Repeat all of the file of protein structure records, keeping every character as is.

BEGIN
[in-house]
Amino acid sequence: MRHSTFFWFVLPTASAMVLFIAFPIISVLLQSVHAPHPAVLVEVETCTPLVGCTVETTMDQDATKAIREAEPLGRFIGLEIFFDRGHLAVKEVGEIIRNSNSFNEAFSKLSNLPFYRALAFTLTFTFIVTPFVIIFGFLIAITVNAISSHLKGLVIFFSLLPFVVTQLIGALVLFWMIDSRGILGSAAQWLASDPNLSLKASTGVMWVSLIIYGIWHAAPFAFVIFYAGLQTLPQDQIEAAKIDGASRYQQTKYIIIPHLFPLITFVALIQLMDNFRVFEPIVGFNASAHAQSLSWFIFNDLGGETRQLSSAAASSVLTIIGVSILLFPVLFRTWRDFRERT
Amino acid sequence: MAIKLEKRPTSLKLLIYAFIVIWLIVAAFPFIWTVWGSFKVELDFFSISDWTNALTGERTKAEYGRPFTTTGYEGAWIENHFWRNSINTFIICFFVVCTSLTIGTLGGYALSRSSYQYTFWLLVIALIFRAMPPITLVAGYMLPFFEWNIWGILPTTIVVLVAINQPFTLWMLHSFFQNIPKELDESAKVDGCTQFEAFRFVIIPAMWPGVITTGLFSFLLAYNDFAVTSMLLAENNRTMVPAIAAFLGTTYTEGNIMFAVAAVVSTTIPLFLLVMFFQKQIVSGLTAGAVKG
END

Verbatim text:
[in-house]
Amino acid sequence: MRHSTFFWFVLPTASAMVLFIAFPIISVLLQSVHAPHPAVLVEVETCTPLVGCTVETTMDQDATKAIREAEPLGRFIGLEIFFDRGHLAVKEVGEIIRNSNSFNEAFSKLSNLPFYRALAFTLTFTFIVTPFVIIFGFLIAITVNAISSHLKGLVIFFSLLPFVVTQLIGALVLFWMIDSRGILGSAAQWLASDPNLSLKASTGVMWVSLIIYGIWHAAPFAFVIFYAGLQTLPQDQIEAAKIDGASRYQQTKYIIIPHLFPLITFVALIQLMDNFRVFEPIVGFNASAHAQSLSWFIFNDLGGETRQLSSAAASSVLTIIGVSILLFPVLFRTWRDFRERT
Amino acid sequence: MAIKLEKRPTSLKLLIYAFIVIWLIVAAFPFIWTVWGSFKVELDFFSISDWTNALTGERTKAEYGRPFTTTGYEGAWIENHFWRNSINTFIICFFVVCTSLTIGTLGGYALSRSSYQYTFWLLVIALIFRAMPPITLVAGYMLPFFEWNIWGILPTTIVVLVAINQPFTLWMLHSFFQNIPKELDESAKVDGCTQFEAFRFVIIPAMWPGVITTGLFSFLLAYNDFAVTSMLLAENNRTMVPAIAAFLGTTYTEGNIMFAVAAVVSTTIPLFLLVMFFQKQIVSGLTAGAVKG